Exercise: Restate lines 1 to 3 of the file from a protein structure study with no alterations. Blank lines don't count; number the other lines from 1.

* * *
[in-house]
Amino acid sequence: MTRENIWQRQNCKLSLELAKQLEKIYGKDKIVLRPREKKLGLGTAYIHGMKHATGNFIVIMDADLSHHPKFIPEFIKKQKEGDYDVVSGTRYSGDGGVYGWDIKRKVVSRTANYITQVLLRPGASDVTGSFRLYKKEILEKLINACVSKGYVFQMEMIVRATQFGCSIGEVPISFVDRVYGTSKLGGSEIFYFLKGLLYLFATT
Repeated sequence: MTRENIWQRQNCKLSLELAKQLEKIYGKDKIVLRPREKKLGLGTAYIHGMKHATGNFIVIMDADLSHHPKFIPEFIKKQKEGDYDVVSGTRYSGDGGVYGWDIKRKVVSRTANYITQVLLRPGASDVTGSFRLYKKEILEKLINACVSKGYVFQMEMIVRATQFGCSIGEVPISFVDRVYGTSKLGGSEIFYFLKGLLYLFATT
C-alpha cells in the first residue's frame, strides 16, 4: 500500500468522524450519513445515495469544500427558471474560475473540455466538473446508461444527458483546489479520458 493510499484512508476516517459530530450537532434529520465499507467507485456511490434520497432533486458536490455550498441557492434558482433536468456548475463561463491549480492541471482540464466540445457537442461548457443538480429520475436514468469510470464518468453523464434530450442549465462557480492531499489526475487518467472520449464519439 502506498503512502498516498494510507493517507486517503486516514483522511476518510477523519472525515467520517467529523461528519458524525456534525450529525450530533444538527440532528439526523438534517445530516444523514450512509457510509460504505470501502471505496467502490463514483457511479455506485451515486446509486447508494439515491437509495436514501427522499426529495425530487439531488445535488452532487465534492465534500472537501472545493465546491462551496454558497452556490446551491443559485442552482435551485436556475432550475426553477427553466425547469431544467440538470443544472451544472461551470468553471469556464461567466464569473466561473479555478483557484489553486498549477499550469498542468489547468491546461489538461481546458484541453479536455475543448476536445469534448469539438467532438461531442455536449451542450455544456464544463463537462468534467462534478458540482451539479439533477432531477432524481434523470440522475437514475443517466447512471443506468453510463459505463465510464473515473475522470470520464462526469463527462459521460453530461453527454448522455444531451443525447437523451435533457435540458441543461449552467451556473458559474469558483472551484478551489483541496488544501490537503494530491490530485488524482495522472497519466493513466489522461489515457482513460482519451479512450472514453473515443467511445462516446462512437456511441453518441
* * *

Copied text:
[in-house]
Amino acid sequence: MTRENIWQRQNCKLSLELAKQLEKIYGKDKIVLRPREKKLGLGTAYIHGMKHATGNFIVIMDADLSHHPKFIPEFIKKQKEGDYDVVSGTRYSGDGGVYGWDIKRKVVSRTANYITQVLLRPGASDVTGSFRLYKKEILEKLINACVSKGYVFQMEMIVRATQFGCSIGEVPISFVDRVYGTSKLGGSEIFYFLKGLLYLFATT
Repeated sequence: MTRENIWQRQNCKLSLELAKQLEKIYGKDKIVLRPREKKLGLGTAYIHGMKHATGNFIVIMDADLSHHPKFIPEFIKKQKEGDYDVVSGTRYSGDGGVYGWDIKRKVVSRTANYITQVLLRPGASDVTGSFRLYKKEILEKLINACVSKGYVFQMEMIVRATQFGCSIGEVPISFVDRVYGTSKLGGSEIFYFLKGLLYLFATT